…a man of conscience
Back in the day – waaaay back in the day! – Henry VIII wanted to get out of his marriage with Catherine of Aragon (Spain). His wandering eyes had landed on the beauteous Anne Boleyn, who he hoped would also give him an heir. Trouble was, in those days, there was someone higher than a King in these matters – the Pope, who had to give permission on the matter of divorce, which was forbidden in the Catholic Church. Henry called his Privy Council – his advisors – and demanded they write the Pope to give permission.
And this was when a man of conscience, Sir Thomas More – the King’s Lord Chancellor – stood up. He refused to do so, since it went against his beliefs and the rules of the land that guided the State. And since then More’s stance has set the standard for those who would take public office: one should not follow orders if they violate law and conscience. More would refuse to recant and was beheaded for his stance by Henry – who not so incidentally would eventually run through SIX wives!
Your Eyewitness was reminded of More’s decision when he read that Charrandas Persaud had returned to Guyana from Canada. That’s where he’d fled after he refused to change his “yes” vote on the No Confidence Motion (NCM) in Parliament on Dec 21, 2018, of course. No matter what anyone – like Persaud’s erstwhile “friends” Moses Nagamootoo and Khemraj Ramjattan, who would’ve figuratively beheaded him – would say, your Eyewitness believed that he acted in the best tradition of Public Servants, following the footsteps of Sir Thomas More.
What was the issue? Granger, acting in the absolutist tradition of Henry VIII, without consulting anyone – in fact going against the advice of his own COI – had shuttered four sugar estates, where the workers were eking out a miserable existence. Persaud lived in one of the estates – Rose Hall – and experienced first-hand the privations of the people he’d been elected to serve. And then came the NCM – the rule in the Constitution that allowed the activities of the Rulers to be judged by ordinary Members of Parliament. In the tradition of Thomas More!!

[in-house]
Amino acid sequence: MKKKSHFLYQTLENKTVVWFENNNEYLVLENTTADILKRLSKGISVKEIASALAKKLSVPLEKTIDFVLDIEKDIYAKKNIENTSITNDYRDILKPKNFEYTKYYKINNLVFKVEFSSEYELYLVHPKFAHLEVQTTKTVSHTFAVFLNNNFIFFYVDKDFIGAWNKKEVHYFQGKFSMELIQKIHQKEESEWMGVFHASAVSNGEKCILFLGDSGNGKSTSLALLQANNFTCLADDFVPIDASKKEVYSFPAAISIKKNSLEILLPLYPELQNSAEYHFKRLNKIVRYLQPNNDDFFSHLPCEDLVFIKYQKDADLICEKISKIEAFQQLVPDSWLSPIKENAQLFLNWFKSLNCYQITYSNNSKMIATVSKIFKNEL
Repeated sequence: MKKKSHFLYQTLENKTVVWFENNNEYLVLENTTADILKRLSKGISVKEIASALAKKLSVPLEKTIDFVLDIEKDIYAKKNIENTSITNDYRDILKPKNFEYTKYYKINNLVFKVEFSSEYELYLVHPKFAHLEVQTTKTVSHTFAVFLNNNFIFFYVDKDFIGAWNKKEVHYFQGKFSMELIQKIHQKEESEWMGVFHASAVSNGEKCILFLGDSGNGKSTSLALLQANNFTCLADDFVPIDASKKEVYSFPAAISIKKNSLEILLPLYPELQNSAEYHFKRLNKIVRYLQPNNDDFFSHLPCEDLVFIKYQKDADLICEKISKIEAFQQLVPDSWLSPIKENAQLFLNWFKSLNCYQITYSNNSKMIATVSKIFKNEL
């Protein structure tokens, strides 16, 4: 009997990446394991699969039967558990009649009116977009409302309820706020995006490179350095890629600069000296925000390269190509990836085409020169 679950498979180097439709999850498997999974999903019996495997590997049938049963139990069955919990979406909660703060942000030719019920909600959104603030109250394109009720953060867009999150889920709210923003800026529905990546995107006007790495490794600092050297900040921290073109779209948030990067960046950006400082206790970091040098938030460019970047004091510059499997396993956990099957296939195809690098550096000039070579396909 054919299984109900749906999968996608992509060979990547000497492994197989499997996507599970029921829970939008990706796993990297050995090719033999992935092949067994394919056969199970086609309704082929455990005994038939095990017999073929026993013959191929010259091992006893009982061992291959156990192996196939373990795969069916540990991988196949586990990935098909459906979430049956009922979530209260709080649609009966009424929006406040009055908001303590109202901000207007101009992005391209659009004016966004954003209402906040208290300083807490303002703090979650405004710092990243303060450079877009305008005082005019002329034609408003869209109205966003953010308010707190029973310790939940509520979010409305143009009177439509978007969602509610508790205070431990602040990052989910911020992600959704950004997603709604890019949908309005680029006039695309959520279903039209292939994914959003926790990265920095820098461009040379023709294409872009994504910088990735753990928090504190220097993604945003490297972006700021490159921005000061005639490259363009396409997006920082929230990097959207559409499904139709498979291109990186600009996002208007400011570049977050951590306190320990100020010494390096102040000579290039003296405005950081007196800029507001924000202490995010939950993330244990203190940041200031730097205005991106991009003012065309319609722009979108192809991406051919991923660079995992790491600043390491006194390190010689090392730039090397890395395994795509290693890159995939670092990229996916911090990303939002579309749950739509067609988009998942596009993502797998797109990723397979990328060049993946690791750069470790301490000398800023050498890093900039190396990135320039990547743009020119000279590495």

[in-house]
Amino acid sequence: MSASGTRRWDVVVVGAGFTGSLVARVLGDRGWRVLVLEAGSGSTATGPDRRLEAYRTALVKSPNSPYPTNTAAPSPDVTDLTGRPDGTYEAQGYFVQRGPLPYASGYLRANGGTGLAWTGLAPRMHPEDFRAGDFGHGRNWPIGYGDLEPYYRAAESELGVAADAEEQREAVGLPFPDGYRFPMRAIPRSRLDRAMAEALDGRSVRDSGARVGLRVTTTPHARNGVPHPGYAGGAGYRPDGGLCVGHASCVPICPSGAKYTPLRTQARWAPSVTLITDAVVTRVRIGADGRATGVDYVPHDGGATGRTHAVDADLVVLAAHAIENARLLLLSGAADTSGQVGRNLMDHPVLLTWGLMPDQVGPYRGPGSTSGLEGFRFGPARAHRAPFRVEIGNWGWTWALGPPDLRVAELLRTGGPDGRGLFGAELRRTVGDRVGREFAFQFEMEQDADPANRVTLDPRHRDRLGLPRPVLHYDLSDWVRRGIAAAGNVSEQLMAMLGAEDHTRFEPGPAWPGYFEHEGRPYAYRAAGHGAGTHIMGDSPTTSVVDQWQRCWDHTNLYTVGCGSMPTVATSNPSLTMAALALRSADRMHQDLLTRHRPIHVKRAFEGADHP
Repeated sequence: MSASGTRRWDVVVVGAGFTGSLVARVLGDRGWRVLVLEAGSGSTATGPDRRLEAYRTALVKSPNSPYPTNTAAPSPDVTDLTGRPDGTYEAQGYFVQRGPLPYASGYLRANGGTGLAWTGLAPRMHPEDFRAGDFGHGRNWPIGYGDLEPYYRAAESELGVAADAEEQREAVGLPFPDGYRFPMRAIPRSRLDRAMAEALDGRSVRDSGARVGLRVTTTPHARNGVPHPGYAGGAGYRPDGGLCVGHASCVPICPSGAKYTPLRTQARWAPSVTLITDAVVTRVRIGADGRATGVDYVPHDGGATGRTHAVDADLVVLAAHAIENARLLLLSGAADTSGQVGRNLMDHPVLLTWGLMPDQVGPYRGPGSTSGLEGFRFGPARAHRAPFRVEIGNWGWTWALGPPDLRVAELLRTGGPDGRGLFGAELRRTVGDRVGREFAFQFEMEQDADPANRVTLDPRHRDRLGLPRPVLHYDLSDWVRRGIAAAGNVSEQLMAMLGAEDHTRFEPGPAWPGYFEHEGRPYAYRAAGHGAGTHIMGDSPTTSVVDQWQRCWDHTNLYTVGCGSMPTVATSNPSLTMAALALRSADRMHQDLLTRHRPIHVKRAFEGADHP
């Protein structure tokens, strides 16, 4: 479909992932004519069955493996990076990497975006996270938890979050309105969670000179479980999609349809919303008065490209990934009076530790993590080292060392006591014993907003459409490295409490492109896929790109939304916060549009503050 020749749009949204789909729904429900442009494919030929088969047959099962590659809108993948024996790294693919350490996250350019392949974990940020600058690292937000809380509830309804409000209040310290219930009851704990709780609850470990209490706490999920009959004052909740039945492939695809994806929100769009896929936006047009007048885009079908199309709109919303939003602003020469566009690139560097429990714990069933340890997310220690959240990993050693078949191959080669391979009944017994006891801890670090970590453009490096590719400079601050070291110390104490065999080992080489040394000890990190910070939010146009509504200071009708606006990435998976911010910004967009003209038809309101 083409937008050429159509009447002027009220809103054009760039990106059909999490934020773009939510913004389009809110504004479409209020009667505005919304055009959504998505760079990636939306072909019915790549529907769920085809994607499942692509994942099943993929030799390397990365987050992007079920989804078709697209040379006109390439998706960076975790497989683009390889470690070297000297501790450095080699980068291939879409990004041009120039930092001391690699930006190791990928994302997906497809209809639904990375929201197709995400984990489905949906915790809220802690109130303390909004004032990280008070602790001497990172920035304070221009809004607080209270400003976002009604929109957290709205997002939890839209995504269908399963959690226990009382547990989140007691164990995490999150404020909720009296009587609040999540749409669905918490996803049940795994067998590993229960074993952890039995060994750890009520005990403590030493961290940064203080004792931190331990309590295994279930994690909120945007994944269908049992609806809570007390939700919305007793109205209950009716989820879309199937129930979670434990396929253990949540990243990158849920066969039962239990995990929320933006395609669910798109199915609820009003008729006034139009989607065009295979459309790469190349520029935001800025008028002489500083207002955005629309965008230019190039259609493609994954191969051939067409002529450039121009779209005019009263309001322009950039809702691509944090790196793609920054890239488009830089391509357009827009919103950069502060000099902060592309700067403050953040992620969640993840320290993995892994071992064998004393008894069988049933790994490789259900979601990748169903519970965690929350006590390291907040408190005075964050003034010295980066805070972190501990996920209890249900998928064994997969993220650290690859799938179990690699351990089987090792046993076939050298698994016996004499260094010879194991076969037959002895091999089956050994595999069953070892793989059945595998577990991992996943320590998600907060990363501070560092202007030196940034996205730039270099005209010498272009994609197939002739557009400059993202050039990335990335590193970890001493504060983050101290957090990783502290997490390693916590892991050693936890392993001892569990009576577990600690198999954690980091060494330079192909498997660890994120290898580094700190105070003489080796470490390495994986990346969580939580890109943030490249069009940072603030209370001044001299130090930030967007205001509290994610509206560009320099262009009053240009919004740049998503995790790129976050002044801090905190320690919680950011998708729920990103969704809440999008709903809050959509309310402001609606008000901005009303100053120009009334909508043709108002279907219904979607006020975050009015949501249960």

And to his eternal credit, Charrandas Persaud voted his conscience – yes!! yes! yes – to the frantic cries (and elbows) of those who would do whatever the ruler wanted. There was no surprise when Granger and his enablers dubbed Persaud “Judas”, “betrayer”, etc. Ramjattan even vouched that he’d been bribed!!
The rest, we know, is now history. And part of that history is not just that eventually Granger and his regime were removed.
But that those in public life have to speak their conscience when tyranny rears its (ugly) head!
…standards in marking
Your Eyewitness had advised that we don’t get hysterical about the purported arbitrariness of CXC when the marks at CSEC and CAPE had been returned. Some schools cried wolf and complained bitterly that the marks hadn’t matched the “expected” results of some of their students. Because the situation was repeated in several territories, most assumed that the teachers’ (and schools’) position was valid.
But early in the day, there was information that contradicted that position: most private schools did as well as in the past. And then it was revealed there’d been two changes that could’ve explained the divergence: there were no essay questions and for the first time CXC would mark almost 100% of the SBAs. The latter are projects that the students complete but are marked by local teachers and submitted to CXC.
And this, plus COVID conditions, your Eyewitness figured, had caused the problem: some students do well on essay questions.
But more to the point, they’re given a free pass on their SBAs by local teachers.
What are the odds of having TWO super-overs in a T-20 double header? Ok…it’s high…but it could happen. But THREE super overs?? Naah!!
But Mumbai and Punjab did the impossible yesterday!! The first DOUBLE super overs!